Absolutely, if you need a commuter car, go for the Leaf, if you need more range, or make road trips, get the Model 3 or the Bolt as both give a more satisfactory experience then the Leaf (although I think Leaf drives better then Bolt, and seems more roomy)

Leaf does not have battery loss unless you abuse it… fast charging or deep cycling. Leaf also comes with a 240V EVSE, so all you need at home is a NEMA 14-50 outlet in the garage and you are set. That is a nice bonus, no need to buy a wall box.

I bought less then $50 in parts at Home Depot and installed my buddies outlet in less then 2 hours including patching the drywall…

“Leaf does not have battery loss unless you abuse it… fast charging or deep cycling.”

That is factually incorrect. I’ve even seen reports from Leaf owners who say their first Leaf had no premature range loss, but their second Leaf did even though they did not change driving habits.

From many, many reports from owners, whether or not any individual Leaf will experience premature loss of capacity seems to be a crap shoot. This should be a lease-only car, never purchased outright.

I have not seen those reports on the 2018 leaf, as they have not been out long enough to get any real data.

Only thing I see the Leaf winning in a heads up contest with the Model 3 and Bolt is lease pricing. 1) You can’t even lease a Model 3, and 2) the Bolt lease incentives aren’t great currently. Leaf sorta wins by default for leasing.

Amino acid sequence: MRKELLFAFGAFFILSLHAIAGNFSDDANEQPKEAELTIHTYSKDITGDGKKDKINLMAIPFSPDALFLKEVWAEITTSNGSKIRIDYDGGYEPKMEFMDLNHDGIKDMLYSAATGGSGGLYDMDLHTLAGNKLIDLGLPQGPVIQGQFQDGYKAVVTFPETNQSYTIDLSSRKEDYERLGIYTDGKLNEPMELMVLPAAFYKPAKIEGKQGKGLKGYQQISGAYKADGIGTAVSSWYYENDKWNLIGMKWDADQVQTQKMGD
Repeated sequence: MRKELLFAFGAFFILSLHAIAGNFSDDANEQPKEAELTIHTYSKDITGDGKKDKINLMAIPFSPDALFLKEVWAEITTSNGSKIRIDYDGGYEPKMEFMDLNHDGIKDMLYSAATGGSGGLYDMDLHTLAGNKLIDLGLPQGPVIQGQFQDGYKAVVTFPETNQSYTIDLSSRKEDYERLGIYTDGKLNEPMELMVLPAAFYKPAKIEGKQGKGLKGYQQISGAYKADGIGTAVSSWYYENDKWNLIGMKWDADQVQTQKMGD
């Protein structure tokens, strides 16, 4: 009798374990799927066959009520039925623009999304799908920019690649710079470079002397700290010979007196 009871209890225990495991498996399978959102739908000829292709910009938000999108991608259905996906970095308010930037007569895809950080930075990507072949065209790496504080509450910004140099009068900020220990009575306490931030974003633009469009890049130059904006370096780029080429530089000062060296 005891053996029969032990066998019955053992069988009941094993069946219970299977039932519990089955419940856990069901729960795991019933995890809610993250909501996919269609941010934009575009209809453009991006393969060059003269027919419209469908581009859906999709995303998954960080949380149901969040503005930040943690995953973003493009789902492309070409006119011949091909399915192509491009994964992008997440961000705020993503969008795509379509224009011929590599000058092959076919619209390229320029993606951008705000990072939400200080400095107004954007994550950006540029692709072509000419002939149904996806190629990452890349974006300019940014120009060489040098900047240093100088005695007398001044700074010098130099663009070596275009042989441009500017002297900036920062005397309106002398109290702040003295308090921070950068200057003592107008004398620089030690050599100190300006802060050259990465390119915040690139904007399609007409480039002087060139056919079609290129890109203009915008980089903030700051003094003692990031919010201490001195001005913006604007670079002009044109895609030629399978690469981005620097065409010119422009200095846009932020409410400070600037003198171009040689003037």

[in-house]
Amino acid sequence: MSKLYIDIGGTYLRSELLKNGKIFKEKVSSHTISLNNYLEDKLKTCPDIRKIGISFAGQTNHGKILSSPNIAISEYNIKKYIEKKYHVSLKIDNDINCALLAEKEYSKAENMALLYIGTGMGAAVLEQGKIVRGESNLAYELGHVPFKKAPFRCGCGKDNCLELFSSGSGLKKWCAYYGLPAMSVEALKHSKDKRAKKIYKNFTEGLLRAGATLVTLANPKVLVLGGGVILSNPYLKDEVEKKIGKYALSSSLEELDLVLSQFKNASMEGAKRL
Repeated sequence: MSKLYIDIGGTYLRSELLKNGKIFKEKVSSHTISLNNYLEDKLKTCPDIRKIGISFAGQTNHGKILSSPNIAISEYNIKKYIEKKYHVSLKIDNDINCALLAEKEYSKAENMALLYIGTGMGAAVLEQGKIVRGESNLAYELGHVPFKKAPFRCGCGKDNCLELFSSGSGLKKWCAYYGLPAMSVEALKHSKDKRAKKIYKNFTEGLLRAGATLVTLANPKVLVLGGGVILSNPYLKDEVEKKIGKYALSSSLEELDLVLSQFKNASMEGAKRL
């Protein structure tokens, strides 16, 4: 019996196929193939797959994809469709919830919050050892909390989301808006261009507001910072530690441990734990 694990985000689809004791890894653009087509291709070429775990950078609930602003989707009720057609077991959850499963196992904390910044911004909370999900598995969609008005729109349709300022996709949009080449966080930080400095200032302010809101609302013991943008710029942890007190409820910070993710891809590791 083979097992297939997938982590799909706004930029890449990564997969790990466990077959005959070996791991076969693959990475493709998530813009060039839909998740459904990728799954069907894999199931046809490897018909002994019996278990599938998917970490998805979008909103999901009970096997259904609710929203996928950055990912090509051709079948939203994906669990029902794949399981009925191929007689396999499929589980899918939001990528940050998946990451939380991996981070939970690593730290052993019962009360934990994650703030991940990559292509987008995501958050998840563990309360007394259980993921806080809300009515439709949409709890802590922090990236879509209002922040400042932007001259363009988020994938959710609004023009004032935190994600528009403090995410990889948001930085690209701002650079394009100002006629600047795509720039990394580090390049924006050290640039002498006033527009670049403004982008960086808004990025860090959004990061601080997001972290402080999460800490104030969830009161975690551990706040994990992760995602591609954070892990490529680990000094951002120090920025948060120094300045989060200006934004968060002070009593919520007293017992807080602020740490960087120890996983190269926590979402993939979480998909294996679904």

On that same note, NO ONE in their right mind should be purchasing a Leaf. It’s pretty much a lease only car, especially with the 2019 Leaf with the rumored 60 kWh battery and active TMS.

Leasing the leaf will cost you more then buying… do the math… there is no more cheap Nissan leases…. When the 60Kwh Leaf comes out, Bolt will be toast, its just not as good of a car for the money. Thats hard for me to say as a GM fan, but its true.

Much like negotiating msrp when buying same applies for leasing. You negotiate the msrp to get your lease down before adding any incentives. It may be a bit early in the cycle to see fire sales from Nissan on the new Leaf but i’m sure it will come.